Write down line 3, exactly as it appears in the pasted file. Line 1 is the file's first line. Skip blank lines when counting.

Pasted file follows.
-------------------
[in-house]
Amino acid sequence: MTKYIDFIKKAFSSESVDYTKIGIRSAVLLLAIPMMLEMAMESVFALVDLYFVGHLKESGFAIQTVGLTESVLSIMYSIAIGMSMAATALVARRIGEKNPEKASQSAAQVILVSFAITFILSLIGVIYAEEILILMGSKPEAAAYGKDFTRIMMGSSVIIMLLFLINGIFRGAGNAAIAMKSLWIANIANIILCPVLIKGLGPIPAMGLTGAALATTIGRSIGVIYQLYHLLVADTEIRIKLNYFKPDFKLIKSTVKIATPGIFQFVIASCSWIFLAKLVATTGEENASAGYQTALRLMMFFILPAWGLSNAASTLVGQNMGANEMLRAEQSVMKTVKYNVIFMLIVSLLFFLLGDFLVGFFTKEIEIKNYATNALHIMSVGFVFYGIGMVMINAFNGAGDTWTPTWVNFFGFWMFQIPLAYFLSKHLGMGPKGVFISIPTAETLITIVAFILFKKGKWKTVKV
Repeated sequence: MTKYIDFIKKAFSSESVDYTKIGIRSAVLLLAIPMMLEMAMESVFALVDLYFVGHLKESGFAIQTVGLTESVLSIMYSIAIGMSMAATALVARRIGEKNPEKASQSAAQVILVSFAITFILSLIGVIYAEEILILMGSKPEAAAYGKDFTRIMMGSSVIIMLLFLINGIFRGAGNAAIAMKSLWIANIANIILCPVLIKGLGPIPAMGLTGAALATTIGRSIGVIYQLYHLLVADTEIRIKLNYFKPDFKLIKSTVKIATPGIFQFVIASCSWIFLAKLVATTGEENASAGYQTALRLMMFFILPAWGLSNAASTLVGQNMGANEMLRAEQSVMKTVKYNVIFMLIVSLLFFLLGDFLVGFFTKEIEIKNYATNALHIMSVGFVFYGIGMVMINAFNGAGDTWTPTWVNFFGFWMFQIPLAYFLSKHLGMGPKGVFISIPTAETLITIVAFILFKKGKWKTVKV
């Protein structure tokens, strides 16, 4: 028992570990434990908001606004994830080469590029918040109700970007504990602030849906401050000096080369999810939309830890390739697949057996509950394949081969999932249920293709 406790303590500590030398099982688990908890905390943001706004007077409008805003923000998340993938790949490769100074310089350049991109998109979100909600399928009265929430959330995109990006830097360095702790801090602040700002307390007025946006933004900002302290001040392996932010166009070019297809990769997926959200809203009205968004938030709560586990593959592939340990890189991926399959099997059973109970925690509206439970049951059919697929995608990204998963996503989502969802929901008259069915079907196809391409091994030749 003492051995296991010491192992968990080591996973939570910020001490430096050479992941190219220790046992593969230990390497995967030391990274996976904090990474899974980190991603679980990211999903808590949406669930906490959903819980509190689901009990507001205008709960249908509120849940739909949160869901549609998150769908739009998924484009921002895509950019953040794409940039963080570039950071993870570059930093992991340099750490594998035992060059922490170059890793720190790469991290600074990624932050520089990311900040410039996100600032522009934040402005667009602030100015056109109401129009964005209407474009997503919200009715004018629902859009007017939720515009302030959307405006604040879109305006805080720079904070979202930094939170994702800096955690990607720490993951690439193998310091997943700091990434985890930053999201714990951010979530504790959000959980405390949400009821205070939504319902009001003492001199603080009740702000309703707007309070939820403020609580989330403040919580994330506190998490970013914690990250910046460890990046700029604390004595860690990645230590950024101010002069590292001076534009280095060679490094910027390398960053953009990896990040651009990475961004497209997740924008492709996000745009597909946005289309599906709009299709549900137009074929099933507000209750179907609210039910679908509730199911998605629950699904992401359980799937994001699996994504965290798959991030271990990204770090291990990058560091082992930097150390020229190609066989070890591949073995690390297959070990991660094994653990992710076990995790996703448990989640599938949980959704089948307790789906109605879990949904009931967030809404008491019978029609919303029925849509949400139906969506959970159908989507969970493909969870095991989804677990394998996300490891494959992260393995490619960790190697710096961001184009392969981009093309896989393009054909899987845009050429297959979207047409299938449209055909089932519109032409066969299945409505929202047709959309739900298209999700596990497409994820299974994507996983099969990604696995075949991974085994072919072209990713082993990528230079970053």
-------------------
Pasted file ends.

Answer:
Repeated sequence: MTKYIDFIKKAFSSESVDYTKIGIRSAVLLLAIPMMLEMAMESVFALVDLYFVGHLKESGFAIQTVGLTESVLSIMYSIAIGMSMAATALVARRIGEKNPEKASQSAAQVILVSFAITFILSLIGVIYAEEILILMGSKPEAAAYGKDFTRIMMGSSVIIMLLFLINGIFRGAGNAAIAMKSLWIANIANIILCPVLIKGLGPIPAMGLTGAALATTIGRSIGVIYQLYHLLVADTEIRIKLNYFKPDFKLIKSTVKIATPGIFQFVIASCSWIFLAKLVATTGEENASAGYQTALRLMMFFILPAWGLSNAASTLVGQNMGANEMLRAEQSVMKTVKYNVIFMLIVSLLFFLLGDFLVGFFTKEIEIKNYATNALHIMSVGFVFYGIGMVMINAFNGAGDTWTPTWVNFFGFWMFQIPLAYFLSKHLGMGPKGVFISIPTAETLITIVAFILFKKGKWKTVKV